Nonprofits and businesses throughout the county have partnered to build additional affordable housing in Bellingham.
The Telegraph Road Townhomes project was made possible by the partnerships between the Kulshan Community Land Trust, Habitat for Humanity of Whatcom County and the Whatcom Community Foundation Threshold Fund.
In addition, numerous local businesses and organizations have rallied around the project to provide donations and volunteer hours.
Located at 1050 Telegraph Road, the new townhome project is on track to welcome it’s first eight families this spring.
Among some of the first homeowners at Telegraph are a single mom with four teenagers, a hospital employee, a library employee and a young man with autism, homeownership program director for KulshanCLT, Nikki Quinn said.
“Homeownership, especially in our community, is so competitive,” Quinn said. “There are people who make our city run, who make our city beautiful and wonderful, who need a place to live.”
The first eight units of the Telegraph Townhomes are expected to be completed in March of 2020. The partnership is building 23 homes in phase one of construction and phase two is being held for future development.
“The whole idea of the project is more about building community and Habitats main existence is elevating the poor out of poverty forever, and the home and the equity you build in a home is the biggest tool in that toolbox,” executive director of Habitat for Humanity of Whatcom County, John Moon said.
“Our vision is providing a project to the missing middle which is going to enable us to build more homes in the future for the most economically vulnerable and allow transitional housing programs in the community to find alternatives,” Moon said.
Innovative financing solutions for the project enables Habitat to pass savings onto future homeowners. By partnering with the Whatcom Community Foundation and Whatcom Educational Credit Union, Habitat was able to save tens of thousands of dollars in interest charges.
Designed as a reusable pool of funding and to reduce the expense of borrowing for construction loans for affordable housing providers like Habitat and KulshanCLT; the WCF Threshold Fund drastically increases the number of affordable units being built.
“This fund will exponentially accelerate the number of affordable homes that Habitat and KulshanCLT can bring to market—from 2 to 3 per year, on average, to more than 50 over a few years,” president and CEO of WCF, Mauri Ingram said in an email.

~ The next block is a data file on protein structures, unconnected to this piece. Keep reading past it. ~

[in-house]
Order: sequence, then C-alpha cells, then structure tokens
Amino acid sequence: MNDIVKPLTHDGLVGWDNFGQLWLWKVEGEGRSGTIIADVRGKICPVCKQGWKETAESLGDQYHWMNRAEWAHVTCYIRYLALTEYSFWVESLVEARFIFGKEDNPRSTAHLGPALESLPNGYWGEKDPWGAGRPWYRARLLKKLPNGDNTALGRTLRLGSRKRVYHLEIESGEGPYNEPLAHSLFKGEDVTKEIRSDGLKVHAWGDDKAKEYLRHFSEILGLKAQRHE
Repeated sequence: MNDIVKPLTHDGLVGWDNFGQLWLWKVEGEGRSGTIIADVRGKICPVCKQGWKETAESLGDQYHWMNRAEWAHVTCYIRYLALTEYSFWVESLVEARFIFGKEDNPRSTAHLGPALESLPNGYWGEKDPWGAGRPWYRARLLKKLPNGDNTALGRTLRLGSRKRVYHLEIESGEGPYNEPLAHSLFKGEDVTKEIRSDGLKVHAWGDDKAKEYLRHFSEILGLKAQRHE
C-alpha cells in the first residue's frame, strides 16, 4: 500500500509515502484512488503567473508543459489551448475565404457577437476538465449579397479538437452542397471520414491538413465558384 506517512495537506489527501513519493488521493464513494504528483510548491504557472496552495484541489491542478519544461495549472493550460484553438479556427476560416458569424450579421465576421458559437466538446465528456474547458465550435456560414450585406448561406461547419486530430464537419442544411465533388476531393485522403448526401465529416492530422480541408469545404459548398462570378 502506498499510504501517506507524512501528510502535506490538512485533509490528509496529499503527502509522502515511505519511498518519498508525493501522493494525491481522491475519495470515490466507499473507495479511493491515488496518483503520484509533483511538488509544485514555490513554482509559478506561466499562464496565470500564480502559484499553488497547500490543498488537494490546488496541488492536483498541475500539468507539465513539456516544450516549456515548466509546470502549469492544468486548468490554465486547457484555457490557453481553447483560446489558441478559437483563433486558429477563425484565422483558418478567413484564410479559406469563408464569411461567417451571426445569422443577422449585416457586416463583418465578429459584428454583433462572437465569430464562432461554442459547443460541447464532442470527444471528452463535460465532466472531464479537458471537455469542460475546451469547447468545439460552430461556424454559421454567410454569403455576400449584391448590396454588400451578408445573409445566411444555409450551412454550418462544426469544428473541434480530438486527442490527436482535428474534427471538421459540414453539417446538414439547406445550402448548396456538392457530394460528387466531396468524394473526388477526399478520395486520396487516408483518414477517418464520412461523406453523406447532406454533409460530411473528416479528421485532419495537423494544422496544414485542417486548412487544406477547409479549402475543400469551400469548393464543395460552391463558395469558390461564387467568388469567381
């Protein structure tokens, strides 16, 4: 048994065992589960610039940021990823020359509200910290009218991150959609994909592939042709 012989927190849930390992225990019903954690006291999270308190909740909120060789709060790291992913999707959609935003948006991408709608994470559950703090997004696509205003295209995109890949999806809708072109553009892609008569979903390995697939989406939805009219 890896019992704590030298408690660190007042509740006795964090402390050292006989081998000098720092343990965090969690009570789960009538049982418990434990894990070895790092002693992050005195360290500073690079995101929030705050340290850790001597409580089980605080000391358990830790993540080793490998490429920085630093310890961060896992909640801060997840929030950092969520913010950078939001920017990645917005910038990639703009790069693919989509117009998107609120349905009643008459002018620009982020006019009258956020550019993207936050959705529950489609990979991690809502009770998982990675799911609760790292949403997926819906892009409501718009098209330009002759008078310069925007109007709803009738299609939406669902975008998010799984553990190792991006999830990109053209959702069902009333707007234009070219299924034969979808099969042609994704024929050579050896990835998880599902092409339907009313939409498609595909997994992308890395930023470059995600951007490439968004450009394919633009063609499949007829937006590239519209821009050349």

The prices for units in phase one will serve those who are 30-80% area median income range.
We hope to build homes for the 81-120% AMI range at future projects because that need is growing, Quinn said.
Mortgages for the two-to-three bedroom townhomes will be between $100,000 to $175,000 with some monthly payments as low as $350.
“With the support of Kulshan CLT and our community partners, these households will gain stability and the opportunity to leave behind a paycheck-to-paycheck lifestyle,” executive director of KulshanCLT, Dean Fearing said in an email. “Their children will stay in the same school district longer, they’ll live closer to their work, and they’ll build stronger connections with neighbors and local businesses.”
The townhomes will be kept affordable into the future by exceeding energy-efficient standards. This was made possible by partnering with the Building Performance center, an Opportunity Council program, Moon said.
The savings on heating and maintenance are propelled by net-zero-ready and solar-ready homes. This allows energy bills for the homeowner to be as low as $25 a month.
The townhomes were designed by RMC Architects and are intended to promote ideals of a connected community neighborhood. The design incorporates access to the Bellingham trail system and transit lines. Residents will also have shared front porch space, shared parking and community bike racks.
Local businesses have contributed to the project in a variety of ways. Topside Roofing and GAF Roofing have provided materials and labor. Bellingham Bay Builders have donated labor at the Telegraph site.
Crews from A-1 Builders have donated upwards of 300 hours at the Telegraph site and worked to install exterior insulation, exterior doors, windows, exterior trim, preparation for siding, waterproofing and redesign for the decks.
“Part of our bylaws and company policy is that we donated at least 10% of our profits to community efforts annually and it’s usually considerably more,” A-1 Builders general manager, Patrick Martin said in an email. “Telegraph Townhomes is a great opportunity for us to do what we do best and demonstrate our values and our skills for these families. Helping KulshanCLT and Habitat build these homes to Passive House standards is also a chance for us to give back while also learning more through the experience.”
Over the past year Habitat for Humanity of Whatcom County has united a wide range of volunteer teams to help at the site. This included volunteer hours from groups at Wells Fargo, People’s Bank, Whatcom Educational Credit Union and Banner Bank.
Volunteers from Carpenters Local Union 70 and Lettered Streets Covenant Church provided trimming of doors. Zervas Law sponsored a Women Build day at the site and Ecotech Solar presented workshops where for each home solar system sold, one solar panel will be donated to the Telegraph site.
“This will have a profound impact on the community as a whole,” Moon said.